This Railway Stock’s Earnings Point to Attractive Total Return Potential

East Coast and Midwestern railroad giant Norfolk Southern (NYSE:NSC) shared its fourth-quarter and full-year earnings scorecard with investors Wednesday. The company’s results mirrored those of its rail freight peers: Revenue declined due to lower volume courtesy of COVID-19, while operating efficiency increased thanks to the company’s implementation of the principles of precision scheduled railroading, or PSR.

Norfolk Southern also announced it was increasing its quarterly dividend by 5% to $0.99 a share. The next payout will be the railroad’s 154th consecutive quarterly dividend. Management made one additional announcement regarding the dividend that points to an improved total return potential for income investors — and which we’ll discuss following a review of the quarterly numbers.

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A continuation of muted pandemic performance

Norfolk Southern’s railway operating revenue slipped by 4% year over year in Q4 to $2.6 billion. Management attributed that to a 1% drop in volume, as well as decreased fuel surcharge revenue and an unfavorable product mix. Operating expenses diminished by 8% however, primarily led by lower fuel costs and a dip in compensation and benefits expenses.

Easing fuel costs and better control of overhead helped Norfolk Southern eke out a small advance on the bottom line: Net income increased from the prior-year quarter by $5 million, or less than 1%, to $671 million. Diluted earnings per share rose by 3.5% to $2.64, helped by a reduction in share count due to the company’s share repurchases over the last 12 months.

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Norfolk Southern continued to exhibit tangible progress on its PSR initiatives. Operating ratio (a measure of rail productivity determined by dividing total operating expenses by total revenue) was 61.8% — a new quarterly record for the company.

Its efficiency improvements are manifesting in better cash flow. While net income declined by 26% in 2020 to $2 billion as rail volumes deteriorated, cash generated from operations fell by just 7%, to $3.6 billion. Due to an effort to streamline capital investment as part of its PSR initiative, Norfolk Southern allocated less money to capital expenditures in 2020 than in 2019. Thus, free cash flow (operating cash flow minus capital expenditures) improved to a company record of $2.1 billion.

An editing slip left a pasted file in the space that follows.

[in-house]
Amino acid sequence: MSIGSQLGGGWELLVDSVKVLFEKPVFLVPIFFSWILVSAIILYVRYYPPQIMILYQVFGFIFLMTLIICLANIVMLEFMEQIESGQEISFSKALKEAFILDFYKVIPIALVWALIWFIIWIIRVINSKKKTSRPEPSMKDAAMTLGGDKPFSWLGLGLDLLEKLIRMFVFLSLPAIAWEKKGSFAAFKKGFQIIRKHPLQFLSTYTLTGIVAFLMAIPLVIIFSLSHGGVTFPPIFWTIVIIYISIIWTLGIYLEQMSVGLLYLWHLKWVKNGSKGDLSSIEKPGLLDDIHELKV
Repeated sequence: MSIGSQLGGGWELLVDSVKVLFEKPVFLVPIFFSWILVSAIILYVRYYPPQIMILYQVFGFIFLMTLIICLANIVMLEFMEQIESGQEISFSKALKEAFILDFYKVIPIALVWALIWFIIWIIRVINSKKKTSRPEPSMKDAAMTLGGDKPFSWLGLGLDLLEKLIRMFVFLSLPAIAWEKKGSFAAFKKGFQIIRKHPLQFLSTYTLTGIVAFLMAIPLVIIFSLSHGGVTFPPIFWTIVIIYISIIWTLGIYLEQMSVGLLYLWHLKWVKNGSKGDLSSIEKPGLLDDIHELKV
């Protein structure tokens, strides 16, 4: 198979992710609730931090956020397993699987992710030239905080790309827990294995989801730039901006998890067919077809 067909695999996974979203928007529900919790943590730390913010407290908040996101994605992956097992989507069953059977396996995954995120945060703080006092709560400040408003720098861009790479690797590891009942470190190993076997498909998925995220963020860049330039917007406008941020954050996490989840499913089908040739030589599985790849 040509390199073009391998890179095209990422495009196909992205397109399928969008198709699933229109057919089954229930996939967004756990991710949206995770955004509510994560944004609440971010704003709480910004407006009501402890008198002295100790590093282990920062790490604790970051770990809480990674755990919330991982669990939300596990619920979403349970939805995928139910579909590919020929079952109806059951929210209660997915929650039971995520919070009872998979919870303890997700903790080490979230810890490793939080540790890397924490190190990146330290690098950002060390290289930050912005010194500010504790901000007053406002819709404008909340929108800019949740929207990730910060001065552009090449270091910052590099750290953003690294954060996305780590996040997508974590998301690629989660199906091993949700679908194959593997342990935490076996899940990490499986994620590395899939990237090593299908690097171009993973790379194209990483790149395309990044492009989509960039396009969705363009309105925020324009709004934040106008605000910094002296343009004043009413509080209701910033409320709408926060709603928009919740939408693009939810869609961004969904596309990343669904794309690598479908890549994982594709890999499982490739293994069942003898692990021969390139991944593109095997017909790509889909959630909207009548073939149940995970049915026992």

The dividend angle

Norfolk Southern used part of its generous cash flow to repurchase $1.5 billion worth of stock in 2020, and also paid out $960 million in dividends to shareholders. With the 5% increase the company announced Wednesday, its dividend now yields 1.6% on an annualized basis. 

As the rail giant’s efficiency and cash generation both improve, management is eyeing further dividend hikes. It announced Wednesday that it’s increasing its long-term payout ratio target from 33% to a range of 35%-40% of net income. 

The implications for shareholders may appear minor at first. What’s the great difference between paying out one-third of net income, and say, two-fifths (i.e. 40%) in the form of dividends? For investors looking at buying Norfolk Southern stock to hold for the long term, a better payout ratio will have a leveraging effect on what’s likely to be substantially higher net income over the next few years, due to the company’s successes in implementing PSR practices.

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Despite anemic revenue, Norfolk Southern’s earnings during the pandemic have nearly equaled in net income from 2019 thanks to those efficiency improvements. Given the projections for robust volume growth as the economy recovers, we can expect rising net income in the coming years as the company runs higher traffic through a more efficient operating model. Thus, the company will be starting with bigger pots of earnings and distributing larger fractions of them to shareholders, which will result in handsome growth in quarterly dividend checks.

I wouldn’t be surprised to see a meaningful dividend hike late this year. On the company’s earnings conference call, CEO James Squires shared the transportation stalwart’s current-year outlook, which anticipates that growth in merchandise and intermodal volumes will offset a decline in coal and other commodity shipments in the next several months. Squires disclosed that the company is modeling for a revenue increase of 9% in 2021. A return to top-line growth bodes well for Norfolk Southern’s total return equation in 2021, and far beyond.

This article represents the opinion of the writer, who may disagree with the “official” recommendation position of a Motley Fool premium advisory service. We’re motley! Questioning an investing thesis — even one of our own — helps us all think critically about investing and make decisions that help us become smarter, happier, and richer.

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